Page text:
Arkansas' Phillips County remembers the racial massacre America forgot


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Arkansas' Phillips County remembers the racial massacre America forgot
By Olivia Paschal October 4, 2019

"If you are from Phillips County, stand up," Rev. Mary Olson said to the gathering of nearly 100 people, young and old, almost all of them black, at a community center in rural Elaine, Arkansas, on Sept. 28. Nearly everyone stood. "The most important thing is the people of this area are here," she continued. "You are the descendants, whether your people were here or not, of the transgenerational trauma that still exists in this area. You are the important people."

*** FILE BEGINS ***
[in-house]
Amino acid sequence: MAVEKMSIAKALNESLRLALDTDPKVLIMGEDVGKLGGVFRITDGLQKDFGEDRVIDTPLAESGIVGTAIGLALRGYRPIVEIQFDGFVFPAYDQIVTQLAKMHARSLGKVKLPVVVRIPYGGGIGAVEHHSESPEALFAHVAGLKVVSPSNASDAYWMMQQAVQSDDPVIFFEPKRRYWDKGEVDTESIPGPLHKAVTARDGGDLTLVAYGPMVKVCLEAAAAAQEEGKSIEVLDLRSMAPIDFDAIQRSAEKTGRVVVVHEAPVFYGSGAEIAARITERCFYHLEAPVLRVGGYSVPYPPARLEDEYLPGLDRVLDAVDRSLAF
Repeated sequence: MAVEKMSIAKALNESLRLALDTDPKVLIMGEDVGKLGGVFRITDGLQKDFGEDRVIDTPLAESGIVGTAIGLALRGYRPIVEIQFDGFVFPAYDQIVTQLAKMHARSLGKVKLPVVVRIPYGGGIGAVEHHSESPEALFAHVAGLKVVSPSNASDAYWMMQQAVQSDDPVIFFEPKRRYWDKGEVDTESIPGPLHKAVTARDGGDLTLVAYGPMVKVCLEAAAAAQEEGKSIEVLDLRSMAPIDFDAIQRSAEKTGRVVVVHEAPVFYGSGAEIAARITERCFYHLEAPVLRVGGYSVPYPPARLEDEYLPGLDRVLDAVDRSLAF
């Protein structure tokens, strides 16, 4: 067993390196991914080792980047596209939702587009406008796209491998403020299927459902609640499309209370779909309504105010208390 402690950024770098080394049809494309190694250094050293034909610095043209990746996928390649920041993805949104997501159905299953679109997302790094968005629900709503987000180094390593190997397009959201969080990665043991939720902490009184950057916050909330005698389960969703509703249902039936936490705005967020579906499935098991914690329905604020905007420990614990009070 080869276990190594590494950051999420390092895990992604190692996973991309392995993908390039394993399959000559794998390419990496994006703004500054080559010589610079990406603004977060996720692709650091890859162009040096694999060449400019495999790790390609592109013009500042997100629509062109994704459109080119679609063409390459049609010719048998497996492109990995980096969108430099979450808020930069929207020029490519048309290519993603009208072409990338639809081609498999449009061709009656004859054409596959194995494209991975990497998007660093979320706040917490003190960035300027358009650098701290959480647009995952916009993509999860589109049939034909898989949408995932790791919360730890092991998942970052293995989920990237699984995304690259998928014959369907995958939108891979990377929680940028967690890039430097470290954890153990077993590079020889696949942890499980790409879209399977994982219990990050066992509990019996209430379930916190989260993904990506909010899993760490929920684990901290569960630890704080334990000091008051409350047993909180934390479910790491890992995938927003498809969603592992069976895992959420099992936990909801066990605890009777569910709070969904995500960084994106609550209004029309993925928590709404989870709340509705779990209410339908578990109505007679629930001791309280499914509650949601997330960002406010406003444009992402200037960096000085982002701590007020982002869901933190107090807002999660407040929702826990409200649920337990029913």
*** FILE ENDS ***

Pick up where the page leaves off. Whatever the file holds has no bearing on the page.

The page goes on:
The crowd was gathered to commemorate the 100th anniversary of the Elaine Massacre, perhaps the single deadliest instance of racist violence against African Americans to ever take place in the United States. The murder of hundreds of black farmers, sharecroppers, and businesspeople — men, women, and children — took place in the cotton fields of Elaine and the surrounding rural towns of Phillips County in the Arkansas Delta in late September and early October of 1919. The recent gathering was part of Elaine's eighth annual Healing of the Land ceremony, organized by the Elaine Legacy Center, of which Olson is the president. The event was held not just to remember the massacre's victims, many of whose descendants and relatives were in the crowd, but to continue the work of healing from the ongoing exploitation, poverty, and trauma that still exist here, the legacies of slavery, sharecropping, and the massacre itself.

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